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Mol Cell Biol. 2008 Feb;28(3):988-96. Epub 2007 Nov 26.

Gcn5p plays an important role in centromere kinetochore function in budding yeast.

Author information

1
Istituto di Biologia e Patologia Molecolari, CNR, c/o Dip. Genetica e Biologia Molecolare, Sapienza Università di Roma, P. le A. Moro 5, 00185 Rome, Italy.

Abstract

We report that the histone acetyltransferase Gcn5p is involved in cell cycle progression, whereas its absence induces several mitotic defects, including inefficient nuclear division, chromosome loss, delayed G(2) progression, and spindle elongation. The fidelity of chromosome segregation is finely regulated by the close interplay between the centromere and the kinetochore, a protein complex hierarchically assembled in the centromeric DNA region, while disruption of GCN5 in mutants of inner components results in sick phenotype. These synthetic interactions involving the ADA complex lay the genetic basis for the critical role of Gcn5p in kinetochore assembly and function. We found that Gcn5p is, in fact, physically linked to the centromere, where it affects the structure of the variant centromeric nucleosome. Our findings offer a key insight into a Gcn5p-dependent epigenetic regulation at centromere/kinetochore in mitosis.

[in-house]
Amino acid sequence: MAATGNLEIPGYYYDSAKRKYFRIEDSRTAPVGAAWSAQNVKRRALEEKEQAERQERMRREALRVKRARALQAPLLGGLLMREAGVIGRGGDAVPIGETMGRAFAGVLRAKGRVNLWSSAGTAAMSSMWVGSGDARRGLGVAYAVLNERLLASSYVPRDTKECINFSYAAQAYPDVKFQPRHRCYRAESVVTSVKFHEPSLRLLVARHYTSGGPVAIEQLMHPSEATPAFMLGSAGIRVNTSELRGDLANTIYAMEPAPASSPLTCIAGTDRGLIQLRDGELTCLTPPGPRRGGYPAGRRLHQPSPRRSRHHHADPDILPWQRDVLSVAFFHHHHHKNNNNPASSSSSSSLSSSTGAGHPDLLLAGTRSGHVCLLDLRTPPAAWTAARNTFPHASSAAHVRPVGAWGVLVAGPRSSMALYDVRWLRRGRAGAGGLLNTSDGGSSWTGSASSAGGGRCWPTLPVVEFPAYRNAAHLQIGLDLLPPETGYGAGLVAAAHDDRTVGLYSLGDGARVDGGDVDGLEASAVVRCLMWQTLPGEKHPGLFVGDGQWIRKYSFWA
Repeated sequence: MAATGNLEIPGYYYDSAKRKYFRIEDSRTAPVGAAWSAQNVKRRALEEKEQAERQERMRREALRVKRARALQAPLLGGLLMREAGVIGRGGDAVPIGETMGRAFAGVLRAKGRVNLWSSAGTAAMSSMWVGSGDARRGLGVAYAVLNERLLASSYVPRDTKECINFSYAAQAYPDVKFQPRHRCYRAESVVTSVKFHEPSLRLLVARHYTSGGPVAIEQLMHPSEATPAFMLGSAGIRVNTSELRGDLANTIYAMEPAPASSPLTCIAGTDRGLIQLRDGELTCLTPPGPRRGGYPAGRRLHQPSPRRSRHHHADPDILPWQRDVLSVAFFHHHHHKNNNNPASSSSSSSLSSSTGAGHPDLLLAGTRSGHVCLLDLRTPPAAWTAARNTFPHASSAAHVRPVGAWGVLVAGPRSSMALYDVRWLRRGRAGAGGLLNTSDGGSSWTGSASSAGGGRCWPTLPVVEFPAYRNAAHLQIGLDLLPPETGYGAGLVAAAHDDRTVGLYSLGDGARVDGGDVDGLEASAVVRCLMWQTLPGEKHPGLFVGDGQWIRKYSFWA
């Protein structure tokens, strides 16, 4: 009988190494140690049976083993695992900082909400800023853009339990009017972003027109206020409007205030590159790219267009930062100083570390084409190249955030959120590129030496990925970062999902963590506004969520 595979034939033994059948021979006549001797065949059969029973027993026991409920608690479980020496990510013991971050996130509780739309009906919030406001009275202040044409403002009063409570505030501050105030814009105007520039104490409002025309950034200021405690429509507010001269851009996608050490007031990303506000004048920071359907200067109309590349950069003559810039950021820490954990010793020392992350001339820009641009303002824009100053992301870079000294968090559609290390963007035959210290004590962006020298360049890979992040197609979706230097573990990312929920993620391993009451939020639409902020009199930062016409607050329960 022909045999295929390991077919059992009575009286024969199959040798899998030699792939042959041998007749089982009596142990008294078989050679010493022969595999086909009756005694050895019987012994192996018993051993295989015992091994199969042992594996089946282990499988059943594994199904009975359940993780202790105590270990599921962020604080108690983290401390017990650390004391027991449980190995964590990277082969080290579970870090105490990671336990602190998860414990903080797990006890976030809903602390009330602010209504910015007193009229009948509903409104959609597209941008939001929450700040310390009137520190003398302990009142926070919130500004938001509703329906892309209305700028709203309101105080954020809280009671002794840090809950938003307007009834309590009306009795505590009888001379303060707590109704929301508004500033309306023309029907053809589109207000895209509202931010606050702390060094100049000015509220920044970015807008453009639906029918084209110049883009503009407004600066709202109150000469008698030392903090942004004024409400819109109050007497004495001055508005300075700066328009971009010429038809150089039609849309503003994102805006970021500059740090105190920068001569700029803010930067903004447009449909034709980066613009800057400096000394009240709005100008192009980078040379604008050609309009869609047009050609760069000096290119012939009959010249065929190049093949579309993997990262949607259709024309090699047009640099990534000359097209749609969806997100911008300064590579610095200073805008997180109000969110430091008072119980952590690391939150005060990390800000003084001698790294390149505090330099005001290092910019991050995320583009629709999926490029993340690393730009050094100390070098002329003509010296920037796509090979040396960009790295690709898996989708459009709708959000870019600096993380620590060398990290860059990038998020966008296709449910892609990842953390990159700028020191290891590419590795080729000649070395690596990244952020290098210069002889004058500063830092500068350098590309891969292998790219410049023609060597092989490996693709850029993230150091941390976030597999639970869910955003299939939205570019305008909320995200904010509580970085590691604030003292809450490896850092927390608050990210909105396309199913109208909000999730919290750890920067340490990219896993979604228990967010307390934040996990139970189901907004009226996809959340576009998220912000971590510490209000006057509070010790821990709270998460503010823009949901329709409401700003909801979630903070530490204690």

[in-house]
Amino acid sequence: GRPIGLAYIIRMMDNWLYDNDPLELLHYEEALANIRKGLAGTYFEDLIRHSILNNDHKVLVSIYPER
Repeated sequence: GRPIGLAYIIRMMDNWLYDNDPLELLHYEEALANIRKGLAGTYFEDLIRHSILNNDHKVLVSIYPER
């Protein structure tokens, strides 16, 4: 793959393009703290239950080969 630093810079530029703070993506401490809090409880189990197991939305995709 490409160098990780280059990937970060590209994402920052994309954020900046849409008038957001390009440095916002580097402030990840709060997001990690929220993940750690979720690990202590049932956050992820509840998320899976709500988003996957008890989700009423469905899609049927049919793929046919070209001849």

PMID:
18039853
PMCID:
PMC2223381
DOI:
10.1128/MCB.01366-07
[Indexed for MEDLINE]
Free PMC Article

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